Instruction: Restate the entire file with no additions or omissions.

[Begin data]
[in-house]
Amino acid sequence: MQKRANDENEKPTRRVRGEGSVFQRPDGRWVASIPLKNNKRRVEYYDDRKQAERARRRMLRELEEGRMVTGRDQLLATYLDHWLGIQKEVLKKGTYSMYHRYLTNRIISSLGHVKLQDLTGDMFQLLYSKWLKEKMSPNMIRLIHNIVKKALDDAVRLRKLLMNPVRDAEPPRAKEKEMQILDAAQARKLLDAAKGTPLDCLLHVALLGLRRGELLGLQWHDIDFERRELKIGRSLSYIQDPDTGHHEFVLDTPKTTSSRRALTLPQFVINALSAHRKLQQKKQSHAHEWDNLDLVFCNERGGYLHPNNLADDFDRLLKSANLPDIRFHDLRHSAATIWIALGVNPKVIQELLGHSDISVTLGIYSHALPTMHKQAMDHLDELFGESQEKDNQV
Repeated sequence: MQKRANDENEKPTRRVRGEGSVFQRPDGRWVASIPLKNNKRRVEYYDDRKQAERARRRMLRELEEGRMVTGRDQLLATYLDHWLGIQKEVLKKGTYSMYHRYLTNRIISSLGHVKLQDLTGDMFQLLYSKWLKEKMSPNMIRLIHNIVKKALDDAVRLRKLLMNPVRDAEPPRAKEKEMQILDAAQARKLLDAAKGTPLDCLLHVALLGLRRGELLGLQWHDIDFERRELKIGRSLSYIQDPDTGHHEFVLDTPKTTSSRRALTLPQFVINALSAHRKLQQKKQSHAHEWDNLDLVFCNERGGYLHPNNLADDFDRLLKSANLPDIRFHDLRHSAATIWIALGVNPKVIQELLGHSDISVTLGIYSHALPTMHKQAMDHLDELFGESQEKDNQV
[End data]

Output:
[in-house]
Amino acid sequence: MQKRANDENEKPTRRVRGEGSVFQRPDGRWVASIPLKNNKRRVEYYDDRKQAERARRRMLRELEEGRMVTGRDQLLATYLDHWLGIQKEVLKKGTYSMYHRYLTNRIISSLGHVKLQDLTGDMFQLLYSKWLKEKMSPNMIRLIHNIVKKALDDAVRLRKLLMNPVRDAEPPRAKEKEMQILDAAQARKLLDAAKGTPLDCLLHVALLGLRRGELLGLQWHDIDFERRELKIGRSLSYIQDPDTGHHEFVLDTPKTTSSRRALTLPQFVINALSAHRKLQQKKQSHAHEWDNLDLVFCNERGGYLHPNNLADDFDRLLKSANLPDIRFHDLRHSAATIWIALGVNPKVIQELLGHSDISVTLGIYSHALPTMHKQAMDHLDELFGESQEKDNQV
Repeated sequence: MQKRANDENEKPTRRVRGEGSVFQRPDGRWVASIPLKNNKRRVEYYDDRKQAERARRRMLRELEEGRMVTGRDQLLATYLDHWLGIQKEVLKKGTYSMYHRYLTNRIISSLGHVKLQDLTGDMFQLLYSKWLKEKMSPNMIRLIHNIVKKALDDAVRLRKLLMNPVRDAEPPRAKEKEMQILDAAQARKLLDAAKGTPLDCLLHVALLGLRRGELLGLQWHDIDFERRELKIGRSLSYIQDPDTGHHEFVLDTPKTTSSRRALTLPQFVINALSAHRKLQQKKQSHAHEWDNLDLVFCNERGGYLHPNNLADDFDRLLKSANLPDIRFHDLRHSAATIWIALGVNPKVIQELLGHSDISVTLGIYSHALPTMHKQAMDHLDELFGESQEKDNQV